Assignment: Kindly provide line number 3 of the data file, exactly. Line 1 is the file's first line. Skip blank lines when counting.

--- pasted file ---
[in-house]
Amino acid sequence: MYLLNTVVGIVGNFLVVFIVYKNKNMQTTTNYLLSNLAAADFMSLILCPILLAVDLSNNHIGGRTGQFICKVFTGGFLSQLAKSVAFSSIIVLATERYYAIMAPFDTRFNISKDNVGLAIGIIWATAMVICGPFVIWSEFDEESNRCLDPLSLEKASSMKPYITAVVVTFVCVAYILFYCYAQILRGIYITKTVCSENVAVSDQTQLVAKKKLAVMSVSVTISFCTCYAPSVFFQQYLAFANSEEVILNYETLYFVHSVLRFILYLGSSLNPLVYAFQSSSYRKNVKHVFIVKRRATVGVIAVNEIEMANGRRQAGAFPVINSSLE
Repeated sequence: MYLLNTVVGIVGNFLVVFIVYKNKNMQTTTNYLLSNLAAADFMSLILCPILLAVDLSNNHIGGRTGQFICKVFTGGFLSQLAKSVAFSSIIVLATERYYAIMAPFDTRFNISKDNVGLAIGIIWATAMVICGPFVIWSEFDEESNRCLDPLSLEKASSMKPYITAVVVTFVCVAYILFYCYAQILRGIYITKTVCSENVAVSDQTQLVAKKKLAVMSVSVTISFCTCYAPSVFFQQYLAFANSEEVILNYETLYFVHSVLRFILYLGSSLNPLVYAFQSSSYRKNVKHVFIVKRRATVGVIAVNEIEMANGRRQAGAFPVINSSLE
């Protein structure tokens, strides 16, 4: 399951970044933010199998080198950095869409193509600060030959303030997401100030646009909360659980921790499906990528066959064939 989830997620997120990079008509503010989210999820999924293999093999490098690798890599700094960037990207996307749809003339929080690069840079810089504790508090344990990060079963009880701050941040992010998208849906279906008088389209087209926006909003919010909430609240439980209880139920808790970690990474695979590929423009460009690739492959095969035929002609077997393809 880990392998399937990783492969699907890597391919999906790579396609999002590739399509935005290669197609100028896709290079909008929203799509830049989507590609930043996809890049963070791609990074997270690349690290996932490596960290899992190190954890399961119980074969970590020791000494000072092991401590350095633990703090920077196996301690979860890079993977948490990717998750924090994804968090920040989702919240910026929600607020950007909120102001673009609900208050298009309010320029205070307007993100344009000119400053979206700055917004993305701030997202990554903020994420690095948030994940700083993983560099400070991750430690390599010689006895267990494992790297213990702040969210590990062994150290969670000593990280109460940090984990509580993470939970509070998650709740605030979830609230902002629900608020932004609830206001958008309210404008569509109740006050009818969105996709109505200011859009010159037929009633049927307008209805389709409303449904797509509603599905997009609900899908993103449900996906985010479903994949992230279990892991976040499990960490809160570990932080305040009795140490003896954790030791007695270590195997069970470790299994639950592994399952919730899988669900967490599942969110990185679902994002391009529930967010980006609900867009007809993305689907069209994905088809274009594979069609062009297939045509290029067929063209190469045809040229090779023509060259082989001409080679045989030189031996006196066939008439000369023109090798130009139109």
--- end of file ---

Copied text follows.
Repeated sequence: MYLLNTVVGIVGNFLVVFIVYKNKNMQTTTNYLLSNLAAADFMSLILCPILLAVDLSNNHIGGRTGQFICKVFTGGFLSQLAKSVAFSSIIVLATERYYAIMAPFDTRFNISKDNVGLAIGIIWATAMVICGPFVIWSEFDEESNRCLDPLSLEKASSMKPYITAVVVTFVCVAYILFYCYAQILRGIYITKTVCSENVAVSDQTQLVAKKKLAVMSVSVTISFCTCYAPSVFFQQYLAFANSEEVILNYETLYFVHSVLRFILYLGSSLNPLVYAFQSSSYRKNVKHVFIVKRRATVGVIAVNEIEMANGRRQAGAFPVINSSLE